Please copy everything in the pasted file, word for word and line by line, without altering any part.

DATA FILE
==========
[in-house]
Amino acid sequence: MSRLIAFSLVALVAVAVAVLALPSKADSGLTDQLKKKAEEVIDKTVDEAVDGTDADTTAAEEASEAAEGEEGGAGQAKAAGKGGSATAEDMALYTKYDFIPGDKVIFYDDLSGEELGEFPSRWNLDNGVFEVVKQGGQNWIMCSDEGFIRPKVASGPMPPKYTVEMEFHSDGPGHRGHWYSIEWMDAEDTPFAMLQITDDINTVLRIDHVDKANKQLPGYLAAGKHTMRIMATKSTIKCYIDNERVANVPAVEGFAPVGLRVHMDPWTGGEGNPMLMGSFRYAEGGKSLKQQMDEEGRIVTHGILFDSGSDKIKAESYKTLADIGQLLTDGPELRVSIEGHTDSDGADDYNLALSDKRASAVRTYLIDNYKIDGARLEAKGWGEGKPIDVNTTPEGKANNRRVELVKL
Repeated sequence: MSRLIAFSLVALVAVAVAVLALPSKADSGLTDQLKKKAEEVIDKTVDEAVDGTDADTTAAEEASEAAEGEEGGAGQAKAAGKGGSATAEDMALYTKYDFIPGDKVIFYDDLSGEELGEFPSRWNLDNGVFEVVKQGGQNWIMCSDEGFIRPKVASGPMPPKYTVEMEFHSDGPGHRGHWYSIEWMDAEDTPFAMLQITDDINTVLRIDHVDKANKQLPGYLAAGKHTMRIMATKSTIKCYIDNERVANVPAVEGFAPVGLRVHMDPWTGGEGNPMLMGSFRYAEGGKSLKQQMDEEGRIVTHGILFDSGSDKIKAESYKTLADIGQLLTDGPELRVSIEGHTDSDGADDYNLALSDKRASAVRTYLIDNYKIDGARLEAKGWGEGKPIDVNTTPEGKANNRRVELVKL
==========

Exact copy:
[in-house]
Amino acid sequence: MSRLIAFSLVALVAVAVAVLALPSKADSGLTDQLKKKAEEVIDKTVDEAVDGTDADTTAAEEASEAAEGEEGGAGQAKAAGKGGSATAEDMALYTKYDFIPGDKVIFYDDLSGEELGEFPSRWNLDNGVFEVVKQGGQNWIMCSDEGFIRPKVASGPMPPKYTVEMEFHSDGPGHRGHWYSIEWMDAEDTPFAMLQITDDINTVLRIDHVDKANKQLPGYLAAGKHTMRIMATKSTIKCYIDNERVANVPAVEGFAPVGLRVHMDPWTGGEGNPMLMGSFRYAEGGKSLKQQMDEEGRIVTHGILFDSGSDKIKAESYKTLADIGQLLTDGPELRVSIEGHTDSDGADDYNLALSDKRASAVRTYLIDNYKIDGARLEAKGWGEGKPIDVNTTPEGKANNRRVELVKL
Repeated sequence: MSRLIAFSLVALVAVAVAVLALPSKADSGLTDQLKKKAEEVIDKTVDEAVDGTDADTTAAEEASEAAEGEEGGAGQAKAAGKGGSATAEDMALYTKYDFIPGDKVIFYDDLSGEELGEFPSRWNLDNGVFEVVKQGGQNWIMCSDEGFIRPKVASGPMPPKYTVEMEFHSDGPGHRGHWYSIEWMDAEDTPFAMLQITDDINTVLRIDHVDKANKQLPGYLAAGKHTMRIMATKSTIKCYIDNERVANVPAVEGFAPVGLRVHMDPWTGGEGNPMLMGSFRYAEGGKSLKQQMDEEGRIVTHGILFDSGSDKIKAESYKTLADIGQLLTDGPELRVSIEGHTDSDGADDYNLALSDKRASAVRTYLIDNYKIDGARLEAKGWGEGKPIDVNTTPEGKANNRRVELVKL